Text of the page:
I noticed something disturbing in these last two weeks that I was on holiday from work. I’ve lost the ability to sit still. I might have taken a break from my jobs, but I haven’t slowed down. I’ve been multitasking constantly, even if it was as simple as watching a TV show while I ate a meal. I can’t remember a single time in the last two weeks when I just relaxed, and I bet that has a lot to do with why I’m so stressed out. I value efficiency, but this is ridiculous. I want to get back to the place where I can be calm regardless of how busy my schedule is, and the way to do that is by taking time each day to slow down for a few minutes. I don’t even remember what that looks like, so more on this later as I rediscover it.
4. Stop saying, “Yes,” just because I can’t think of a good reason to say, “No.”
Another thing that has contributed to my stressful busyness is that I’ve started agreeing to things only to find myself, on the day of the event, saying, “Why on earth did I say that I’d do this? I don’t want to do this!” And when I reflect back, the only reason that I can come up with is that I didn’t have a good reason not to, and I didn’t want to leave them hanging with a maybe. As committed as I am to avoiding maybe (i.e., the most useless, impolite RSVP ever), I would like to work on adopting the viewpoint that “I don’t want to” is a good enough reason to decline.
5. Stop making excuses.
The main reason that I have had difficulty coming up with resolutions this year is that I’m tired of making goals that I don’t meet. Every year, I set reading, writing, fitness, wellness, organization, and financial goals, and every year, I fall short of them. As much joy as I get from the process of pursuing these goals, a part of me can’t help but feel unsuccessful, and that part of me feels the need to justify why they weren’t fully met. But I’m not going to do that anymore, because the truth is that I make time to do the things that are really important to me. My reading/writing nook in my apartment is always tidy, even when the rest of the place looks like a tornado hit it, and keeping it that way is not even something that I set out to do. It stays that way, because I want it to stay that way, so I make it happen. I keep up with inputting grades, because I don’t like having the constant nag of knowing there’s still work to be done hovering over my weekend, so I make sure I get it done before the weekend begins. And yes, I would like to be in better shape and take better care of myself and keep the rest of the house tidy and clean and handle my finances a little better, and it’s not a question of time, because somewhere, someone busier than I am is accomplishing those things. I’m not going to set specific expectations, though, until I better understand what my priorities are, because clearly, they don’t involve any of those things, or I would be doing them already.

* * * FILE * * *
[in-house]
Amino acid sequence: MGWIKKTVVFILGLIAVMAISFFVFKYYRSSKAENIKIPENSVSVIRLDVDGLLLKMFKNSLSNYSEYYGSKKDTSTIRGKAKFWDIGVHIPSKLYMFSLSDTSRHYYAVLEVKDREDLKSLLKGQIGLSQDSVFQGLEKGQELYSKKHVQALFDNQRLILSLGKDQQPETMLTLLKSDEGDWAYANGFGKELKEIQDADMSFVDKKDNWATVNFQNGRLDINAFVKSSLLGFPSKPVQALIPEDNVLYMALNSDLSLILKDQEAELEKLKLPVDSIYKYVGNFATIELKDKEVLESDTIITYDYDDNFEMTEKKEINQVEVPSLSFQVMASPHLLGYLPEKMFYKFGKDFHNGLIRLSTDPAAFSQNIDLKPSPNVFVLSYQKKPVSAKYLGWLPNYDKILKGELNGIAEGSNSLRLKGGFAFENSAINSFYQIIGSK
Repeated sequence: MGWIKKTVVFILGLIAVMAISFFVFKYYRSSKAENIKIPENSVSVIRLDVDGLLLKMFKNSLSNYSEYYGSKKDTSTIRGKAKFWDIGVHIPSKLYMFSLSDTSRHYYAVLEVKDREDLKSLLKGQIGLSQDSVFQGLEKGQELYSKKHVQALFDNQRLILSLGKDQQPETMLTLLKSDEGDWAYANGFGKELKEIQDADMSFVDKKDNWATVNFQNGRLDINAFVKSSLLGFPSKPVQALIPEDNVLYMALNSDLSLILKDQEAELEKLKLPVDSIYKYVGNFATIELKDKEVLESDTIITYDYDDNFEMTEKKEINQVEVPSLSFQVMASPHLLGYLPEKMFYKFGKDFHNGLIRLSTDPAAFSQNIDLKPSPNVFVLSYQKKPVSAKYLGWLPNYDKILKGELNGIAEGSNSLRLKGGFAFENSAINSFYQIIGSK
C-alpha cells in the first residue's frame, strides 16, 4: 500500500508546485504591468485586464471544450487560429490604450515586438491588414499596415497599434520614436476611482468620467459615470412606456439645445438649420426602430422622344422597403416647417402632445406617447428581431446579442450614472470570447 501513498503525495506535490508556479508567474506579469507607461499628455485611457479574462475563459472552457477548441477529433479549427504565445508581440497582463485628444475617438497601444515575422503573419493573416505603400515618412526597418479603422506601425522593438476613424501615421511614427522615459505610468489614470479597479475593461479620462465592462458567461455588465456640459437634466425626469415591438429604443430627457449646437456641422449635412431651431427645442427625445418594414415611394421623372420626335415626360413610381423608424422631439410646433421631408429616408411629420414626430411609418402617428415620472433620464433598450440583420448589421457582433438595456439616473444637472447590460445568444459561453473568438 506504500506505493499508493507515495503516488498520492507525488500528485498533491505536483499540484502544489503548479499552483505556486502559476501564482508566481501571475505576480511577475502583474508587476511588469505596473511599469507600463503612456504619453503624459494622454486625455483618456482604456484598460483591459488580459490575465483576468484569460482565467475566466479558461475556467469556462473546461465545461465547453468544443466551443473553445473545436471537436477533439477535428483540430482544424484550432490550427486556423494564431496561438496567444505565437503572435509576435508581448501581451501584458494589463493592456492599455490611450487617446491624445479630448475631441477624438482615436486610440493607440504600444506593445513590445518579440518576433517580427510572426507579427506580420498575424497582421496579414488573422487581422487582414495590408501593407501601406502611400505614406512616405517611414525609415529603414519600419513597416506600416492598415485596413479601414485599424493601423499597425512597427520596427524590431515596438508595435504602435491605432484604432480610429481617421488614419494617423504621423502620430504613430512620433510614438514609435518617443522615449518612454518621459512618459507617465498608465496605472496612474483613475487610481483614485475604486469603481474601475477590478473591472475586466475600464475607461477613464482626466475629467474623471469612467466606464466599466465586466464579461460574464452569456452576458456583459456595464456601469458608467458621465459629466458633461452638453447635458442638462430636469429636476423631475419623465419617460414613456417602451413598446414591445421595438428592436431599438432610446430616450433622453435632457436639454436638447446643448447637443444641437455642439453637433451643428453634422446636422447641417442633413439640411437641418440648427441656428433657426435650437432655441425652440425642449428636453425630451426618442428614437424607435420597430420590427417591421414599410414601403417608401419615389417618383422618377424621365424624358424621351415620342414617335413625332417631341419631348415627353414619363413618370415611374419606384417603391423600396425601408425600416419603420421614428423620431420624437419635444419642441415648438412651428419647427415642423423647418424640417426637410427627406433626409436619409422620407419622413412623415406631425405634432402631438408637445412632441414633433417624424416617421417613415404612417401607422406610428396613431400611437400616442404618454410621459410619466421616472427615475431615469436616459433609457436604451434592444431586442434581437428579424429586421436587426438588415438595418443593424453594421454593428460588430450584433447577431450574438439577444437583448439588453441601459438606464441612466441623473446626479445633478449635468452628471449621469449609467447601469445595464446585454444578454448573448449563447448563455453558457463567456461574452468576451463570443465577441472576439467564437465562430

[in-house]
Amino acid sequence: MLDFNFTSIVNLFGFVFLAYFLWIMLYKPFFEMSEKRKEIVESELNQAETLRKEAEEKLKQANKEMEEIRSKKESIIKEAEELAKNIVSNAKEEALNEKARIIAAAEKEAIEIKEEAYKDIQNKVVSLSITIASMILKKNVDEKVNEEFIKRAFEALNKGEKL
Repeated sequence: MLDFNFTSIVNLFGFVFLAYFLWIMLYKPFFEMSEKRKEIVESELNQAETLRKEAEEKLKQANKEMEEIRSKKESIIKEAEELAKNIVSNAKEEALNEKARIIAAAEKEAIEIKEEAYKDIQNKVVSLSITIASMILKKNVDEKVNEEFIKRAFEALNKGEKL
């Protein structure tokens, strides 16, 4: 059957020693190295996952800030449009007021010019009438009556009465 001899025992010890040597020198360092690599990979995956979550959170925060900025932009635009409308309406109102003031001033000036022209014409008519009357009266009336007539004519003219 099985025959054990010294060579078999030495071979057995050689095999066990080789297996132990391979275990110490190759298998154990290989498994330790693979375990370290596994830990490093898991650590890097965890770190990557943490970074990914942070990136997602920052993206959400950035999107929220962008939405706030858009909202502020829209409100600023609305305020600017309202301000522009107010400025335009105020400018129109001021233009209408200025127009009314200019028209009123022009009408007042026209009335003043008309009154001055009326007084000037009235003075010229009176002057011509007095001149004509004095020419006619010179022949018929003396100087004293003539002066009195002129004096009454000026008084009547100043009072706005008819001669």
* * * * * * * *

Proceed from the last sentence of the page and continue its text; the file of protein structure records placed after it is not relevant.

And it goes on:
So I’m going to stop making excuses to myself and to others about why I can’t seem to achieve these things that I consistently identify as goals, trusting that when they become important enough to me, I will do what I need to do in order to be successful at them. Meanwhile, I’m going to start a year of observation. I’m going to keep a calendar of how I spend my free time, and I expect that it will reveal what my priorities have become, since they’re obviously not the things that I want them to be. I suspect that you can look forward to some extreme navel-gazing posts concerning the issue throughout the year.